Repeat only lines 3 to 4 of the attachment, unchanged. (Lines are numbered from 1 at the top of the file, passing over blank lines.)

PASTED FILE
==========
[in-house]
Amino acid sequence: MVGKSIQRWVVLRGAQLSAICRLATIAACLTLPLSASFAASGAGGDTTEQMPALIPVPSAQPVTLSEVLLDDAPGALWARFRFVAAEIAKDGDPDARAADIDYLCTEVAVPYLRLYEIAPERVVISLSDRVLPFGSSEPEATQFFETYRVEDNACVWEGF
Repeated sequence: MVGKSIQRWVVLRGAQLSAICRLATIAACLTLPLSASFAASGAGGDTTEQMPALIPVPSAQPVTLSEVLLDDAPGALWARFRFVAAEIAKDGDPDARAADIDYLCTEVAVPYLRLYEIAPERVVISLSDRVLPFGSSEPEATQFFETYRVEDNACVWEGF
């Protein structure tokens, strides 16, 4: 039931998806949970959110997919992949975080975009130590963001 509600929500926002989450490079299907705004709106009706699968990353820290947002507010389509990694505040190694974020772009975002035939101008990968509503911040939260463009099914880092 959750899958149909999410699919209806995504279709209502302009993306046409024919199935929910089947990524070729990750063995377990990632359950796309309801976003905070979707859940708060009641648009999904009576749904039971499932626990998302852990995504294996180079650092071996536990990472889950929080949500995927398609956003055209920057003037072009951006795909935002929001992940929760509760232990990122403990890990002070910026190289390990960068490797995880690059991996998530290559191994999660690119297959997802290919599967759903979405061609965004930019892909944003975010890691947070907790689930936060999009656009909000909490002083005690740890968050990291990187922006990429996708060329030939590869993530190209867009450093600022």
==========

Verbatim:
Repeated sequence: MVGKSIQRWVVLRGAQLSAICRLATIAACLTLPLSASFAASGAGGDTTEQMPALIPVPSAQPVTLSEVLLDDAPGALWARFRFVAAEIAKDGDPDARAADIDYLCTEVAVPYLRLYEIAPERVVISLSDRVLPFGSSEPEATQFFETYRVEDNACVWEGF
């Protein structure tokens, strides 16, 4: 039931998806949970959110997919992949975080975009130590963001 509600929500926002989450490079299907705004709106009706699968990353820290947002507010389509990694505040190694974020772009975002035939101008990968509503911040939260463009099914880092 959750899958149909999410699919209806995504279709209502302009993306046409024919199935929910089947990524070729990750063995377990990632359950796309309801976003905070979707859940708060009641648009999904009576749904039971499932626990998302852990995504294996180079650092071996536990990472889950929080949500995927398609956003055209920057003037072009951006795909935002929001992940929760509760232990990122403990890990002070910026190289390990960068490797995880690059991996998530290559191994999660690119297959997802290919599967759903979405061609965004930019892909944003975010890691947070907790689930936060999009656009909000909490002083005690740890968050990291990187922006990429996708060329030939590869993530190209867009450093600022």